Words aren’t Enough: Why and When to Incorporate Visuals


Posted October 8, 2019

Is a picture really worth a thousand words, as the expression says? Certainly, incorporating visuals and pictures to complement written content can strengthen a document’s ability to make information memorable and understandable. But why are visual elements – including tables, charts, flow charts, infographics, graphic illustrations, photographs, and more – so helpful, and when should writers turn to a visual element to bolster the written word?
One huge benefit: visuals can make material more memorable, especially over time. Short-term memory is notoriously limited. Per Miller’s Law, named after groundbreaking Harvard University psychologist George A. Miller, short term memory is limited to roughly seven bits of information (plus or minus two). Other research has shown that long-term memory, by contrast, offers much more expansive capacity – especially for visuals.
Imagery can also help authors shorten otherwise long stretches of text to explain a concept faster. An often-cited statistic is that the human brain processes visuals 60,000 times faster than text. While that specific number is dubious – the actual study establishing that number is unknown – the basic principle is likely sound. The brain evolved to quickly identify visual patterns in the environment; parsing text simply takes longer.
Visuals also enhance the reader’s ability to comprehend the subject matter. Researchers from Indiana University found that readers following instructions with illustrations outperform those using only text directions by 323%.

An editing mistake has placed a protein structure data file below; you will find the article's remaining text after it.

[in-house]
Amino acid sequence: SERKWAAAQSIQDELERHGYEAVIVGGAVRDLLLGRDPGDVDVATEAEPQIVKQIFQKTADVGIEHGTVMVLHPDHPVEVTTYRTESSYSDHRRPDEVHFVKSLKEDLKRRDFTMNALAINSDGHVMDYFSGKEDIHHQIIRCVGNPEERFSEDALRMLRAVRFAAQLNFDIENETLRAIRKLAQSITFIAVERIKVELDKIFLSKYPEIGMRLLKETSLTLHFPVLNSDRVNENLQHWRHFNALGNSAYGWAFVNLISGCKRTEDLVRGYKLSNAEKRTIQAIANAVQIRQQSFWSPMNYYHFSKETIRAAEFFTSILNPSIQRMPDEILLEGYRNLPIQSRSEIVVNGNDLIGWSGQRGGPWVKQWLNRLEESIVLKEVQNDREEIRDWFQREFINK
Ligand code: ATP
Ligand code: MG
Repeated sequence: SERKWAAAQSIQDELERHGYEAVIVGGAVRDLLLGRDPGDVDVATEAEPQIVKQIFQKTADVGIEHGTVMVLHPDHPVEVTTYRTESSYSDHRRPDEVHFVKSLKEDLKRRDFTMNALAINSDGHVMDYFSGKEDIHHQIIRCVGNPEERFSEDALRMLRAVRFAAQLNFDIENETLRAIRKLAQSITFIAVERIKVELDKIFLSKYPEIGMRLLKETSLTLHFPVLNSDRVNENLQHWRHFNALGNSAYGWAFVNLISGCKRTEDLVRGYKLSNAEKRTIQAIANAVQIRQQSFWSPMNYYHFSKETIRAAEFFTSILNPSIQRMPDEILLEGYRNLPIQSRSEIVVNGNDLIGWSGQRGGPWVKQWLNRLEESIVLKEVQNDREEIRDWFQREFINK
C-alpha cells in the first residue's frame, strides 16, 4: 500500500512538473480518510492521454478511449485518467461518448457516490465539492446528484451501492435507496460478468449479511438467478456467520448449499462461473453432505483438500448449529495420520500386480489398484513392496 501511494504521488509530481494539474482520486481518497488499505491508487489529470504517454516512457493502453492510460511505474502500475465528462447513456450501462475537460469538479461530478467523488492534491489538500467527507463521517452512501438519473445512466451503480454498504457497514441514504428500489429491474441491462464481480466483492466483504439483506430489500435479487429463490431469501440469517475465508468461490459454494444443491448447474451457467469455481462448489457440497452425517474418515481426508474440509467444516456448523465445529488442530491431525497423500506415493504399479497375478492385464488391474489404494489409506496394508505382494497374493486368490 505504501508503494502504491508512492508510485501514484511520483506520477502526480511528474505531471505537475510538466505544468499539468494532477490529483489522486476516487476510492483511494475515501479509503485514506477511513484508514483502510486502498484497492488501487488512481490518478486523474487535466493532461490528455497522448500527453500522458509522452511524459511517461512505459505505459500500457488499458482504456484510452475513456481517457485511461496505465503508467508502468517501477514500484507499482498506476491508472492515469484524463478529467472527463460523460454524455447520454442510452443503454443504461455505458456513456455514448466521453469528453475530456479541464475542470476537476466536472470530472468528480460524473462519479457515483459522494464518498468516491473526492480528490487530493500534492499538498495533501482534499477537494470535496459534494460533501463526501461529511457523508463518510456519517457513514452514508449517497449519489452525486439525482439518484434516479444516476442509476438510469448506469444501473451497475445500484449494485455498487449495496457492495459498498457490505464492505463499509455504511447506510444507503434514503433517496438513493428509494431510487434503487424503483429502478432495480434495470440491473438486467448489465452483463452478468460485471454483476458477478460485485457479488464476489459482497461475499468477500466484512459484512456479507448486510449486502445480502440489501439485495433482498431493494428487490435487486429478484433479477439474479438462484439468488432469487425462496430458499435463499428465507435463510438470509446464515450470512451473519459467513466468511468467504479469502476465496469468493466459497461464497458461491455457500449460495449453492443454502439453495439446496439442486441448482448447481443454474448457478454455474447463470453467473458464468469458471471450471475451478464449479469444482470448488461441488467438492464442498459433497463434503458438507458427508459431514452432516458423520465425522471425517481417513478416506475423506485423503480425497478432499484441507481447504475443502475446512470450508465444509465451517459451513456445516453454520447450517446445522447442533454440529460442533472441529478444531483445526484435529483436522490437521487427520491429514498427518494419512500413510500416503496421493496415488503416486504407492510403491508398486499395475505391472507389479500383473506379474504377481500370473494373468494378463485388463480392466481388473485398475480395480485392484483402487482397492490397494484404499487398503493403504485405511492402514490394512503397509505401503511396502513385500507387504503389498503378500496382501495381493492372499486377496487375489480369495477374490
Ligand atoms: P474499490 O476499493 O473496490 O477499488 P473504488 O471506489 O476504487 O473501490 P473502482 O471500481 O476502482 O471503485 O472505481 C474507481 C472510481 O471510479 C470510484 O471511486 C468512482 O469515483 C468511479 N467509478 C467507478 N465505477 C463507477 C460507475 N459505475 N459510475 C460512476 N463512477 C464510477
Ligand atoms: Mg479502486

And even when visuals aren’t actively communicating information, they can still be useful. Stock photographs won’t make the work more memorable or understandable, but there’s a reason why so many textbooks, magazines, and white papers incorporate photos. Even generic images can break up large sections of text, improving the document’s overall readability.
But how can authors know when and what kinds of imagery to incorporate?
The complexity of the material plays a role. Tables and charts shine here, for example, as they can take significant amounts of data and distill them into an easy-to-grasp visual format that might otherwise require hundreds of words (or more) to explain. These visuals are also a great way to summarize data for readers who may be skimming the document, reading only headlines and looking at illustrations.
The goal of the document makes a difference too. Consider that 323% finding mentioned above: documents like manuals or instructional technical papers benefit tremendously from illustrations of action steps. The author is more likely to achieve their goal with instructive pictorials included.
The medium also matters. Visuals are necessarily going to play a much heavier role in a presentation, for example, than an email or memo.
One word of warning: Don’t throw an image into the document thoughtlessly. A poorly considered visual can confuse readers and negatively interrupt the flow of the document. Visuals should follow the KISS principle (Keep It Simple, Silly), stand on their own, make sense, and – above all else – complement and align with the text of the professional document.
About Hurley Write, Inc.
Hurley Write, Inc., a certified women-owned small business (WBENC and WOSB), Historically Underutilized (HUB), and Disadvantaged Business Enterprise (DBE), has been designing and teaching customized onsite and online technical, business, and scientific writing courses for over 30 years. We also develop and teach specialty courses, such as how to write proposals and standard operating procedures (SOPs) and deviation and investigation reports, and how to prepare and give great presentations.  
Links: York University, Journal of Educational Technology Research & Development, National Academy of Sciences, Blogspot